BEAUTY – and the appreciation of art – is very much in the eye of the beholder. I fell foul of my lack of understanding of art in the Guggenheim in Bilbao a few years ago. I wasn’t there through choice. A car company had organised test drives of a new model in the Spanish city and thought it would be good idea to enlighten motoring journalists, once they’d had their time behind the wheel, on some of the finer things in life that didn’t involve food or wine.
In one gallery I paused to lean on what I thought was some scaffolding left by workmen – only to be reprimanded by one of the attendants. As his rebuke was in Spanish, or possibly Basque, I don’t know exactly what he said but I got the message that, far from some building equipment, this was in fact a highly respected work of art.
I had a similar experience the other week as I took a much-anticipated tour of Mount Stuart on the Isle of Bute, the ancestral home of the Marquess of Bute. The mansion itself is a treasure, dripping in Old Masters, Italian marble and some of the finest craftsmanship to be found anywhere in Britain, far less Scotland. Yet, on breaching the main entrance hall, I almost tripped over three wooden triangles on the floor which turned out to be the work of a family member who is an artist specialising in installations.
And in the library, I wondered why perspex blocks had been placed over some of the priceless books only to be told that they too were part of her artwork. Even the splendid and ornate chapel wasn’t spared, with the fabulous tiled floor being used as the blank canvas for a grand collection of coloured glass shapes.
It was all a bit beyond me, but I know I’m not alone. Even the work of the great Spanish artist Pablo Picasso was only fully appreciated after his death. And while that posthumous acclaim has grown steadily ever since, his name also now carries on thanks in a small part to his adopted country of France’s carmaker Citroen, who’ve just produced the latest version of their C4 Picasso compact MPV.
I’m delighted to say that the car has none of the extrovert angles and cubes of its namesake artist. Not only is it a fine looking car, continuing the Citroen tradition of individual design and style, but it drives pretty well too.
This is clearly part of the Citroen family, not as much of a design departure as the current DS range, but a good looker all the same. A wheel at each corner gives it a look of stability and presence and it is less like a van with windows than some of the previous versions. The front end has a positive look, helped by LED daytime running lights, and the side view of the sculpted body panels is significant.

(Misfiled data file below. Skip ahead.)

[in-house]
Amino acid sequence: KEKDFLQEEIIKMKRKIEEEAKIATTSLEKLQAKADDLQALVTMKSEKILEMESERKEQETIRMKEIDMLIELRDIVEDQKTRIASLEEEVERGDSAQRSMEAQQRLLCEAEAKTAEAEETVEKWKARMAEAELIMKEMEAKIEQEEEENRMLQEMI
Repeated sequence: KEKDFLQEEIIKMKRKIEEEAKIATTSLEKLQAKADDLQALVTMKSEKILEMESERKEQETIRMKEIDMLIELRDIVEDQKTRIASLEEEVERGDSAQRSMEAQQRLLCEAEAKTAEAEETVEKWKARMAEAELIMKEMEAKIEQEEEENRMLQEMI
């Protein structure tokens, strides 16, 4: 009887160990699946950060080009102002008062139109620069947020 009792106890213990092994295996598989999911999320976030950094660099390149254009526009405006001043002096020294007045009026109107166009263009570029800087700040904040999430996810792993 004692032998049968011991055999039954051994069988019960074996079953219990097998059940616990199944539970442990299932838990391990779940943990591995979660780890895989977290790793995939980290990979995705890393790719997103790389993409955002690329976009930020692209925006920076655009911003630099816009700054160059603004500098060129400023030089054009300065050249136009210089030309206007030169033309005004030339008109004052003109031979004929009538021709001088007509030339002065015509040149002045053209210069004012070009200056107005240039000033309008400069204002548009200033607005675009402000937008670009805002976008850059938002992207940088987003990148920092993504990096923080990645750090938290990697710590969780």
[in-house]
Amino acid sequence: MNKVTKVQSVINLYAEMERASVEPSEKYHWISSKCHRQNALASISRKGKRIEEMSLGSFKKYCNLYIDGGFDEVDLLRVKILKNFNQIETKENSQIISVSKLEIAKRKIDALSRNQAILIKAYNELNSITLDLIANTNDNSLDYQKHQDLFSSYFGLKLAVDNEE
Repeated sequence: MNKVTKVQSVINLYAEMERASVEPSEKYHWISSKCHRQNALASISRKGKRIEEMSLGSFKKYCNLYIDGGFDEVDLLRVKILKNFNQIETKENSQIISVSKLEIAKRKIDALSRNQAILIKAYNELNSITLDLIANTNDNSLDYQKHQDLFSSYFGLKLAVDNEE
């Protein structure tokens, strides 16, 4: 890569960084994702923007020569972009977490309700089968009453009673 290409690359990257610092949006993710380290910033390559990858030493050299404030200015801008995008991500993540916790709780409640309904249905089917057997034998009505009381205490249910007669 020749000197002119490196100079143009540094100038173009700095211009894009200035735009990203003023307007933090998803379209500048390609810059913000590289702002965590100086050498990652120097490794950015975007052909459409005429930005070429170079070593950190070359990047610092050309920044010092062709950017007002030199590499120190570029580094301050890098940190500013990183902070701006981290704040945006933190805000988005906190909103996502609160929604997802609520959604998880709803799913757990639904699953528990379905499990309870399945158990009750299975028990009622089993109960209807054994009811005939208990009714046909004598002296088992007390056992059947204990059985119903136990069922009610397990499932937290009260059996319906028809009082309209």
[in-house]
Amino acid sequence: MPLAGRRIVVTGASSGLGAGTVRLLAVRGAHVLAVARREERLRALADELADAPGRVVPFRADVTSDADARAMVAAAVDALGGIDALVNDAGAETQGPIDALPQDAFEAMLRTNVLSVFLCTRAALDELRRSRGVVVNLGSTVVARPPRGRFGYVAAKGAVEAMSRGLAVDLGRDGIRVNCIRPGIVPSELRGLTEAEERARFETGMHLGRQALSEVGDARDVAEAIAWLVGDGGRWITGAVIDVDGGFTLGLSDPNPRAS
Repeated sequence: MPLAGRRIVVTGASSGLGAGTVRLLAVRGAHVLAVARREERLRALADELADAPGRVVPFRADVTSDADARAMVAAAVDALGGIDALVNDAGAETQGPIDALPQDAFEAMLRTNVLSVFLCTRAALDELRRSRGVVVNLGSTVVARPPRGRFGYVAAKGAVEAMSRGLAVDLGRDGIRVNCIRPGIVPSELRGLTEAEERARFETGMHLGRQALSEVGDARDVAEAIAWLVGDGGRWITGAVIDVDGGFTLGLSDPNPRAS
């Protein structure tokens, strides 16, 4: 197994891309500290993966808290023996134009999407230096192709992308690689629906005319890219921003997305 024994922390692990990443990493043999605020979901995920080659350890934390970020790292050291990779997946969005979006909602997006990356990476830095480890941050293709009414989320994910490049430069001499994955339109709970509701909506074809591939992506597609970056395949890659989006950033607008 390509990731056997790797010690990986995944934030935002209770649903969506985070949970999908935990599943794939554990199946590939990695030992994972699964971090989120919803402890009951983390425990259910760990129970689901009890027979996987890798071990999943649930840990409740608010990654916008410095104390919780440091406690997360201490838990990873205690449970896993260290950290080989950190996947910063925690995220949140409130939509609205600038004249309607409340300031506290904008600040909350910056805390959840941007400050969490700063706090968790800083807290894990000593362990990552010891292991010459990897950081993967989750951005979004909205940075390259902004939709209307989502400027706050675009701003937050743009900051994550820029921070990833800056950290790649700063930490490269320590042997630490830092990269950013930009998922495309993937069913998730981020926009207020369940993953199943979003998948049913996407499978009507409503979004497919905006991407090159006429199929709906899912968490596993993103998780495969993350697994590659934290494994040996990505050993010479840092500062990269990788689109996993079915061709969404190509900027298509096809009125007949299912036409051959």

At the back end, the LED tail lights have the novel Citroen hallmark 3D effect. What is really clever is that while it’s more compact on the outside – 4cms shorter and lower – it has more space inside for passengers and the biggest load-carrying capacity in its class. Standard across the range is Citroen’s unique panoramic windscreen which, with the visors folded back, gives a real feeling of open space on the road.
The test car had the optional huge glass sunroof which is great even if it doesn’t open, although there is an electric blind when the sun gets too strong.
It also had front massaging seats, special headrests and a rising legrest for front seat passengers. I’m delighted that Citroen have simplified the use of technology… ironically by doubling the number of touchscreens. There’s a tablet style 7-inch screen which controls all the vehicle settings and in-car functions such as aircon, satnav and the DAB radio. The panoramic 12-inch screen which sits above it is used to display other information such as cruise control and speed limiter settings, and you can even change the theme by uploading a personal photograph as the backdrop.
The car weighs 140kgs less than its predecessor and, along with improved aerodynamics and a new range of efficient engines, the result is low CO2 figures – in some cases sub-100 g/km – and amazing fuel economy of almost 75 miles out of every gallon.
Prices are good too, slightly cheaper than the outgoing model, which will appeal to the two target groups of customers, namely younger couples with one or two children who want something stylish and desirable but need a practical vehicle for the family and all the clutter that goes with them. And, secondly, those older couples who want plenty of space combined with practicality, efficiency, economy and ease of access. You might even be able to squeeze in a couple of Old Masters.
CAR Citroen C4 Picasso e-HDi115 Exclusive
PRICE £21,555 (£23,174 as tested)
PERFORMANCE Max speed 117 mph; 0-62 mph 11.8 secs
MPG 70 mpg combined
CO2 EMISSIONS 105 g/km